Once I can come up for air, I plan to do some research into the numerous firms that provide a service of researching & documenting Cherokee heritage…can’t throw a stick in OK w/o hitting one of them. Now that I am past the application/admissions part of the game, I can declare my tribal membership w/o being questioned as to my motives – purely for pride.
I have taken a couple of courses in Native American religions & culture. Talk about ornate, complex and beautiful. Much of it is very zen, almost far eastern in its underpinnings. Oh well…one day, I will make the time.
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Joe made a very good point about disadvantaged status - how it changes your perceptions, willingness to take chances, etc. I am filling out the AMCAS app right now, and checked the space to see what the questions were. The questions regarding disadvantaged status refer not just to income, but also whether you lived in a medically underserved area (which I did not), if you worked and contributed to your household prior to age 18 (which I did), and the type of area you lived in, among others. There is also the educational level of your parents, which many federal programs take into consideration as well. As a SOAR student when I was at Richland Community College, there were 3 considerations for admission to the program (1) income, (2) handicap, or (3) parents not college graduates. As I had no HIGH SCHOOL grads in my family, I qualifed easily. When your parents have a below average education, their lack of education passes on to you in the form of lost opportunities, less knowledge about being successful in school, etc. It can have a mighty impact on your future. As for the URM angle, I am also part Cherokee and Osage, but my ancestors chose to run into the hills of Arkansas rather than be sent to Oklahoma, so I’m not registered, though I know there are relatives in Broken Bow, OK. I’ve not checked on whether I have a registered relative as well. My advisor actually suggested that I try the URM angle but I grew up pretty much a white girl, a marginal white girl, but still in subarbia. See what happens when I stay up late night after night? I ramble. <!–emo&<_dry.gif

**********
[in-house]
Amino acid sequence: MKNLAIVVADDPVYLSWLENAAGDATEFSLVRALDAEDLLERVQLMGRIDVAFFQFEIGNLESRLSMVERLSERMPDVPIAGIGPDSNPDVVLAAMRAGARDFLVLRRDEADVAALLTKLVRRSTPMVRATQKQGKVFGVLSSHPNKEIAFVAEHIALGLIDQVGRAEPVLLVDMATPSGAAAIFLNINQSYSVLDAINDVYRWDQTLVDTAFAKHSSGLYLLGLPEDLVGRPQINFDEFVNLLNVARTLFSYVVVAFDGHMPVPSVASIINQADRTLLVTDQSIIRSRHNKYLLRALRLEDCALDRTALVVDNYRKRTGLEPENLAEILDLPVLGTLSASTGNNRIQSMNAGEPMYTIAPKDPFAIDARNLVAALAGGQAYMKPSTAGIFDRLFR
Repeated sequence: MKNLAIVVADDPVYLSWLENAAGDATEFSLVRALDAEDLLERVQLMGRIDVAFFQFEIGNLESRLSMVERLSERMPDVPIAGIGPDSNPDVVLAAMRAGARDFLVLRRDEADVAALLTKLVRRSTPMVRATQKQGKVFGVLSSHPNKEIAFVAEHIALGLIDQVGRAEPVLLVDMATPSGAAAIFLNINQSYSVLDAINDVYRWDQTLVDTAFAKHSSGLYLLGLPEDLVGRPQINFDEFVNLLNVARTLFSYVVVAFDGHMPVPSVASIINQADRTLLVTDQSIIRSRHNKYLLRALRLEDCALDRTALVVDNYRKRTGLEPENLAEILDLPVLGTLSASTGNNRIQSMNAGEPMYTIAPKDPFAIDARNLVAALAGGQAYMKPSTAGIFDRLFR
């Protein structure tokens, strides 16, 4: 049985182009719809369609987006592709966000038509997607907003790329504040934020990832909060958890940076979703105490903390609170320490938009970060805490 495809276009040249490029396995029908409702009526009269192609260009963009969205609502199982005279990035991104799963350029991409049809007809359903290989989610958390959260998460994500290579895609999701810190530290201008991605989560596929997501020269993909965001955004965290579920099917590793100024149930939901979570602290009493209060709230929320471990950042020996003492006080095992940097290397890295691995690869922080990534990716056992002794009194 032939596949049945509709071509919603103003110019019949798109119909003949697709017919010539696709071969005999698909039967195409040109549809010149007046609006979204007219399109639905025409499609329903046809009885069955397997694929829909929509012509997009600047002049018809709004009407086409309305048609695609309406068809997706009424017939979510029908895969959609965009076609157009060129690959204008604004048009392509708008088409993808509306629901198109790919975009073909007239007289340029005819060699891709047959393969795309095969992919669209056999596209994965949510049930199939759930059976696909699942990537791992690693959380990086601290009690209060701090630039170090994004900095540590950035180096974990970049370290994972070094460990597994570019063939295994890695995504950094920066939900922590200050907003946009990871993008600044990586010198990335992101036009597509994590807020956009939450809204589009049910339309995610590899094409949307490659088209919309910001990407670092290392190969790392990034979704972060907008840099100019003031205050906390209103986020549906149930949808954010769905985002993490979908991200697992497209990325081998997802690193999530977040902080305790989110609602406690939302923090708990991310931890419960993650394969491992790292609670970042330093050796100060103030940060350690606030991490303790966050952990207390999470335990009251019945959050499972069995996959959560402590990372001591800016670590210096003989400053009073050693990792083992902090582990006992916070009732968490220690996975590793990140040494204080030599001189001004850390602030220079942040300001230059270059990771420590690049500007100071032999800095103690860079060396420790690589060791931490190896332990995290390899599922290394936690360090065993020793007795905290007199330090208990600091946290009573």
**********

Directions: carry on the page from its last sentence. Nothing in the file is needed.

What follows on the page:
I agree with things that JoeW pointed out about putting onself thru school, as was my own case. I decided to check the ‘disadvantaged’ box but only entered information about the self-education. It was weird having to put down information about my parents’ income, which was fairly high, and then to add the fact that I was entirely self-supporting from the tender age of 18 onwards.
But I felt it was important to say I did this very difficult thing by myself and the way I did it was to just simply say that ‘while I did not consider myself traditionally disadvantaged, I had supported myself and paid for my own education and was able to maintain a good gpa, which at the time I did not realize was so big a deal but that now I more fully understand the importance of what I had done and that today I was very proud of that achienvement.’ smile.gif
Something like that, because to leave a fairly well-off family in the suburbs and come to NYC on her own at 18 (and I mean ALL alone), and then put myself thru a difficult school and actually do pretty well, I think it’s important to spell that out. I definitely do not want to be considered under: another spoiled kid fully supported by their parents, kind of thing, who just was messin’ around. Sheesh, if that was the case then I would like to feel that my grades would have been all A’s!!